Developing Emotional Intelligence
As a business leader, you are constantly looking for ways to improve yourself. You take courses and read the top business publications to increase your knowledge. You stay abreast of technological advancements in your industry and look for ways to improve your communication and presentation skills.
However, what if someone told you that you could improve your professional life by learning how to recognize and manage your own emotions? What if someone proved that you could improve your workplace morale and performance by asking your leadership team to do the same?
You may feel that such “touchy feely” topics have no place in your industry. However, academic research has shown that developing your Emotional Intelligence can improve your effectiveness as a leader.
Keep reading as we define “Emotional Intelligence,” discuss the components of Emotional Intelligence at work and give you ideas on recognizing and managing your own emotions. Finally, we will provide you with two specific training opportunities to help you learn about this critical workplace topic.
What Is Emotional Intelligence?
Emotional Intelligence is defined in Psychology Today as “the ability to identify and manage your own emotions and the emotions of others.” It is generally said to include three skills:
- Emotional awareness, including the ability to identify your own emotions and those of others.
- The ability to harness emotions and apply them to tasks like thinking and problem solving.
- The ability to manage emotions, including the ability to regulate your own feelings and the ability to cheer up or calm down another person.
Although the term “Emotional Intelligence” first appeared in the 1960s, it gained popularity when science journalist Daniel Goleman wrote his 1995 book, Emotional Intelligence: Why It Can Matter More Than IQ. In his book, Goleman states that Emotional Intelligence is a skill that can be taught and cultivated. In addition, his book outlines methods for incorporating emotional skills training in schools. This influential study was on The New York Times Best Seller list for a year and a half and is in print worldwide in 40 languages.
Before and after the publication of this book, many other social scientists contributed to the study of Emotional Intelligence. In the process, various measurement models were developed.
For example, Konstantinos V. Petrides developed the trait model, which focuses on the self-reporting of behavioral dispositions and perceived abilities. Peter Salovey and John Mayer developed the ability model, which focuses on the individual’s ability to process emotional information and use it to navigate a social environment.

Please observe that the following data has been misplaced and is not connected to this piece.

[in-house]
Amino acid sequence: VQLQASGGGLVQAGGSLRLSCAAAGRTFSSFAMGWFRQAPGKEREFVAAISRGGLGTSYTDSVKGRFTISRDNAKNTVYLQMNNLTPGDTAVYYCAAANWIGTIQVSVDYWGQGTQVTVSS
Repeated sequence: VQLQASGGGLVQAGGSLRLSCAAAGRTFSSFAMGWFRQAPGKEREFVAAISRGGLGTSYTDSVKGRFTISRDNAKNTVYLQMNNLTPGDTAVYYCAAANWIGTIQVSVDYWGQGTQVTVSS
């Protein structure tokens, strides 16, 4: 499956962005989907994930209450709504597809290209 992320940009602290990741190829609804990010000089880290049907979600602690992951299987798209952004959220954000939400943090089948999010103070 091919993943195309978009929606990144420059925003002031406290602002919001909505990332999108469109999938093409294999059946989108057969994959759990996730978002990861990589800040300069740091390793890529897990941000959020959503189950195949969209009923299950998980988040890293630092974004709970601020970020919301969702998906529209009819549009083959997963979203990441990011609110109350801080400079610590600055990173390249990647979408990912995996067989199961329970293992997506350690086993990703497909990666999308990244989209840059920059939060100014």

More recent research has focused on emotion recognition, which refers to the attribution of emotional states based on observations of visual and auditory nonverbal cues.  In addition, neurological studies have sought to characterize the neural mechanisms of emotional intelligence. 
Some researchers argue that Emotional Intelligence cannot be captured via psychometric tests (as can, for example, general intelligence). However, regardless of the testing component, social scientists agree that the subject is worth consideration – especially in how it relates to the workplace.
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Five Components of Emotional Intelligence at Work
Regardless of the measurement method used, Goleman defines Emotional Intelligence (EI) as the array of skills and characteristics that drive leadership performance.  (Please note that Emotional Intelligence is sometimes referred to as “Emotional Quotient” (EQ) when referencing employee performance and leadership effectiveness.)
So, does EI or EQ play a role in one’s ability to be a successful leader? It does! Here are the five components of emotional intelligence at work.
- Self-Awareness: The ability to recognize and understand moods, emotions and drives and their impact on others.
- Self-Regulation: The ability to manage disruptive impulses and moods.
- Motivation: A passion to work for reasons beyond money or status.
- Empathy: The ability to understand and respond according to the emotional status of others.
- Social Skill: The ability to build rapport, relationships and social networks.
Goleman asserts that Emotional Intelligence is an equal – or even more critical factor in leadership success than the traditional traits of IQ, determination, toughness and vision. And even though you think your daily Wordle or Sudoku is making you smarter, there’s actually little you can do to improve your IQ score. However, you can improve your EQ.
How Developing Your Emotional Intelligence Can Improve Your Workplace
You may be less interested in the theories and studies of Emotional Intelligence and more interested in how developing your EI can improve your workplace and team dynamics. Studies can back this up as well.
For example, a paper published by John D. Mayer, Peter Salovey and David R. Caruso identifies that Emotional Intelligence has been linked to these following traits: